Whitesburg KY

Water suddenly plentiful in community of Fleming

Less than a year after worrying their town might not have enough water, Fleming-Neon officials now concerned they might have too much.

A new source of water has shown up in the Fleming community, but no one knows from where it’s coming.

At the April meeting of the Fleming-Neon City Council this week, member Cheryl Furby reported that a sizable stream of water appears and disappears mysteriously near her home. Water Department Superintendent Carlos Phillips told Furby that while he knows the water isn’t coming from city sources, he isn’t certain from where it is coming.

Furby told the council that the water comes up in a neighbor’s yard and nearly floods her home when it runs. She said she has already used up several sump pumps and recently walked up the hillside near her home to put testing dye in a stream to try to determine the source, all to no avail. She said the water also has a strong odor like sewage sometimes and at other times it has no odor at all. So far, there are no answers as to the origins of the water.

In other business, the council voted to seat a new Ethics Board. The board replaces the former one which had trouble getting quorums for meetings. Steve Peake, Barbara Holland, Evan “Ivan” Hall, Michelle Wright, and Jerry Hall were all voted in on Monday evening. The board had a short meeting to discuss information about their jobs provided by City Clerk Janice Banks and to draw straws to set staggered terms. Board meetings will be held in City Hall annually on April 13 and at other times as needed.

Water Superintendent Phillips told the council that water losses are inexplicably down and production of treated water is down as well. Phillips said the water plant did not produce as much treated water in March as in past months but he said he expects people just didn’t use as much water and no problems exist at the plant. Phillips said the reduced water losses are difficult to pinpoint and the lower water loss in March is not the result of anything he can find. He said no major leaks have been found.

Phillips told council member Furby that except for leaks, every other water flow source in the water plant is metered and meters are read regularly. He said the master meter determines how much water is produced and various other meters tell how much water is used in each application and how much is sold. The only other exception is water used for backwashing filters to remove debris but he said the amount is fairly constant at around 10,000 gallons and backwashing has gone pretty much as usual. Phillips also reported that both city water sources are in good shape and that recent rains have made for plenty of water in each one.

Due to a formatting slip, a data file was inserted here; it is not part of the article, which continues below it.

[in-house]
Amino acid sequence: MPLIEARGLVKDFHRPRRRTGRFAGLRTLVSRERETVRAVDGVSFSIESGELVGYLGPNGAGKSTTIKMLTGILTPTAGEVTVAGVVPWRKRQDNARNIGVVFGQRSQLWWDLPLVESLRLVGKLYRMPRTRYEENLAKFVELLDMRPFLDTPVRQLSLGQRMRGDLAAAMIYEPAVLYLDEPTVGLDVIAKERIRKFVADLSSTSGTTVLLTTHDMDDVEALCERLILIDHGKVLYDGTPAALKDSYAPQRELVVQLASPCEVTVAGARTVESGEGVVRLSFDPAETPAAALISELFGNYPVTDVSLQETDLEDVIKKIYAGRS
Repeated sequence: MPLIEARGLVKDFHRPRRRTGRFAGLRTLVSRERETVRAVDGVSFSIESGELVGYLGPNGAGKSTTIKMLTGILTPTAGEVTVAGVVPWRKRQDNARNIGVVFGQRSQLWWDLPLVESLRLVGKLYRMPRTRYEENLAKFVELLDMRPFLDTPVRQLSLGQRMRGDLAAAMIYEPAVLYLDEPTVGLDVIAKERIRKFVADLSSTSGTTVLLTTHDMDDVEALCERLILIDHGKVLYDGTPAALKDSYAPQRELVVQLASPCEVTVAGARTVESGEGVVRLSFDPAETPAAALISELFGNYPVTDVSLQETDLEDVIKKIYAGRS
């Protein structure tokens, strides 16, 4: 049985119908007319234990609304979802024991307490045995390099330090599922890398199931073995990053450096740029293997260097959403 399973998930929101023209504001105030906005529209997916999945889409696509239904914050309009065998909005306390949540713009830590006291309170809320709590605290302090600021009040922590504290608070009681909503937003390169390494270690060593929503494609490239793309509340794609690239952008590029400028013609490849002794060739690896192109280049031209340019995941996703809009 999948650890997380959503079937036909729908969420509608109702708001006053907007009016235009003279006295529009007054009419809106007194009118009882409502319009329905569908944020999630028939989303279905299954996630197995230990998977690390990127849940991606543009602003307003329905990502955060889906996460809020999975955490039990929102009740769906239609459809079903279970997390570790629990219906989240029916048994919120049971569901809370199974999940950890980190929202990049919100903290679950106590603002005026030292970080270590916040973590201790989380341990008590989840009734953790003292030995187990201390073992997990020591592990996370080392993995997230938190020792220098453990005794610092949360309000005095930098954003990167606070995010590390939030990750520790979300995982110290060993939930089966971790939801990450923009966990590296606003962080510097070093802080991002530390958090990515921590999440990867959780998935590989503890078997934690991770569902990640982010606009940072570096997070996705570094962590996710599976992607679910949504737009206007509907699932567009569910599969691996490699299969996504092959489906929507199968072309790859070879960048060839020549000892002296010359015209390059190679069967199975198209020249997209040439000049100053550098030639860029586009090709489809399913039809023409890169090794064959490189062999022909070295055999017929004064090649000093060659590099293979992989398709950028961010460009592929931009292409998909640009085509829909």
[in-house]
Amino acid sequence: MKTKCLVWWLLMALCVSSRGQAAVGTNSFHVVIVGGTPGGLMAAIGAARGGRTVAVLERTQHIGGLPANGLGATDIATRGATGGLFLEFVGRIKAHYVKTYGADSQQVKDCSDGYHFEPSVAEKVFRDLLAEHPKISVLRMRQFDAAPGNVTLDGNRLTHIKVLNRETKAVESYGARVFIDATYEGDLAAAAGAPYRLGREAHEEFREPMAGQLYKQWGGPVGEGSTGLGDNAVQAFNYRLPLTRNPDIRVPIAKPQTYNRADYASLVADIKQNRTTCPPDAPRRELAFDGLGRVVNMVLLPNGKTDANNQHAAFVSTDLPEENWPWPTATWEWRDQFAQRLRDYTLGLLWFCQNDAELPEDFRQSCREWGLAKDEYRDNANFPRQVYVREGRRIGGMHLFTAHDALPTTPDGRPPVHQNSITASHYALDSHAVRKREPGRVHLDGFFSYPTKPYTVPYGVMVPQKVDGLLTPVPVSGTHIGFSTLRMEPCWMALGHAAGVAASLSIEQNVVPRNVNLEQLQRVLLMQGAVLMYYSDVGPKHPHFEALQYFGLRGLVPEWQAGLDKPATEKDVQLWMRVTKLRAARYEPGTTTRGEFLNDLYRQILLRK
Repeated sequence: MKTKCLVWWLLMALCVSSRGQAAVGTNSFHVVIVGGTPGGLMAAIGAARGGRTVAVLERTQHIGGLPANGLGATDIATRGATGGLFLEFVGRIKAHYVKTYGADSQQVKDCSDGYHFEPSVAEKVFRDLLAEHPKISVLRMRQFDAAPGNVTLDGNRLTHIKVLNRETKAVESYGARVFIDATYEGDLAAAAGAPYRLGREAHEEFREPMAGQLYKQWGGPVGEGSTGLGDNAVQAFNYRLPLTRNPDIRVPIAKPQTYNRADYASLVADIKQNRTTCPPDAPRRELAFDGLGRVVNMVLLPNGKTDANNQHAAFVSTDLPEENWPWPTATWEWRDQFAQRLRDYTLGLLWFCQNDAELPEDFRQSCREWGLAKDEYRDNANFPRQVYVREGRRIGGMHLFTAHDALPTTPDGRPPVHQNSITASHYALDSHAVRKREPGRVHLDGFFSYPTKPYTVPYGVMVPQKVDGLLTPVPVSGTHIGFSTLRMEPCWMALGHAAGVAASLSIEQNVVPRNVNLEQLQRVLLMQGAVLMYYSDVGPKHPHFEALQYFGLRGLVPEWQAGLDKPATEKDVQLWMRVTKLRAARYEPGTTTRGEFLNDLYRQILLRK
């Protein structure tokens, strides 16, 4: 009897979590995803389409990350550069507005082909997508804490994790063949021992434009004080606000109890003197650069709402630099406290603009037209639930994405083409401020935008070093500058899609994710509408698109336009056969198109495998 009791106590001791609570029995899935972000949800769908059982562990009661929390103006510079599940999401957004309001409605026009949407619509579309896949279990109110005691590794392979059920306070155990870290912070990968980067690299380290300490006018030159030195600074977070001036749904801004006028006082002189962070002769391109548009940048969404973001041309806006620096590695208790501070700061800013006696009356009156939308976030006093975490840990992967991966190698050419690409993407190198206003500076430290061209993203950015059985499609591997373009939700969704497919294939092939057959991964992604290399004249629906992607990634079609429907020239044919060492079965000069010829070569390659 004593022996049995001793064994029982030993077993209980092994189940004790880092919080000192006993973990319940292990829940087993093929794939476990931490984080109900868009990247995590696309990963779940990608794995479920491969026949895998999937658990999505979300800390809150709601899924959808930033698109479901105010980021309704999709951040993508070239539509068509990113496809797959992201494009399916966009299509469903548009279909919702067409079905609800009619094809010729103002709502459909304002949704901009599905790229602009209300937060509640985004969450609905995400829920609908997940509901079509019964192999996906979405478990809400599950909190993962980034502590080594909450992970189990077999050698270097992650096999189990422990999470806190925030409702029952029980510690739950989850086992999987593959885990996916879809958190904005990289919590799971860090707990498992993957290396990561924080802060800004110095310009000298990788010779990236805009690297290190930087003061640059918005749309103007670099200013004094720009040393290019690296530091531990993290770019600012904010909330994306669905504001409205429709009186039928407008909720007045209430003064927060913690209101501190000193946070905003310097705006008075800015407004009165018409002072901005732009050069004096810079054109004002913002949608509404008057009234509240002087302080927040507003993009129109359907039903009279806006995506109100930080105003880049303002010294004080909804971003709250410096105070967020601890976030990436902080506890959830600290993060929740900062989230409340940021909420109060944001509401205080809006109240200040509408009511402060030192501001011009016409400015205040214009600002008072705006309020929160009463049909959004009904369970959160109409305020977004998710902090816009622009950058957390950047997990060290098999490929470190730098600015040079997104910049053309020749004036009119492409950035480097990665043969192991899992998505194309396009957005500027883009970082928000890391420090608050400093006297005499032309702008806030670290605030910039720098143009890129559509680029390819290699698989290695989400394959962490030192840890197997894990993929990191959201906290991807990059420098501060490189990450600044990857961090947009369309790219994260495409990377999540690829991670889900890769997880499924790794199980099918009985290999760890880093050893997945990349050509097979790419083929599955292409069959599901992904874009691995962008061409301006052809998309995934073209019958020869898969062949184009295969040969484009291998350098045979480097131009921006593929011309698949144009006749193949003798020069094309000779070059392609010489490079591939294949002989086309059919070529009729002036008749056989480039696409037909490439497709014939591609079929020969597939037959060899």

The council also discussed possible solutions for widening a road on Swift Street to allow for the passage of city vehicles as well as fire trucks and ambulances. Mayor Susie Polis told the council she had discussed the matter with County Surveyor Richard Hall, who inspected the road. She said that Hall said the city has a 10-foot right of way on each side of the center line of the street but that on one side, the right of way, along with part of the street, has dropped off in a steep decline.

Council member Trey Quillen said it would take a good deal of fill material to make the street wide enough if the council goes the route of filling in the downside of the slope and said the road will need to be at least 12 feet wide to accommodate fire trucks and the city garbage truck. Quillen works with the Fleming Neon Volunteer Fire Department and Ambulance Service.

In other council business:

• The council voted to split the cost of fireworks for the city’s Independence Day Celebration with the Fleming-Neon Volunteer Fire Department and the Neon Days Committee. The cost is expected to be approximately $500 each.

• Council member James D. Collins reminded other members that the 2010 census will be conducted soon and stressed the importance of every citizen being counted. Collins said state and federal funding for the city is determined by census numbers and asked that everyone cooperate with census takers. Collins also said that census takers should have identification to show that they are really working for the Census Bureau.

• The council voted to conduct a workshop for next year’s city budget. The workshop will be held in City Hall on Monday, April 20, at 6:30 p.m.

• Mayor Polis reported that a city welcome sign put up by a group of citizens several years ago was blown down and the supports were damaged by strong winds recently. She said the steel poles that held the sign were twisted and may need to be replaced.

• The PRIDE cleanup will be held Saturday, April 18, with a backup day of April 25 in case of rain. Mayor Polis said there is a good deal of work to do and asked volunteers to meet at City Hall at 9 a.m. The fire department will furnish safety vehicles for those working alongside the road.

• James D. Collins told the council that someone has been putting regular garbage in the city’s recycling bin. Collins said sanitation workers found a name in the garbage and turned it over to Police Chef Henry Day for prosecution.

• In response to a question from Trey Quillen, City Clerk Banks reported that collection of business and occupational licenses is now at nearly 100 percent.

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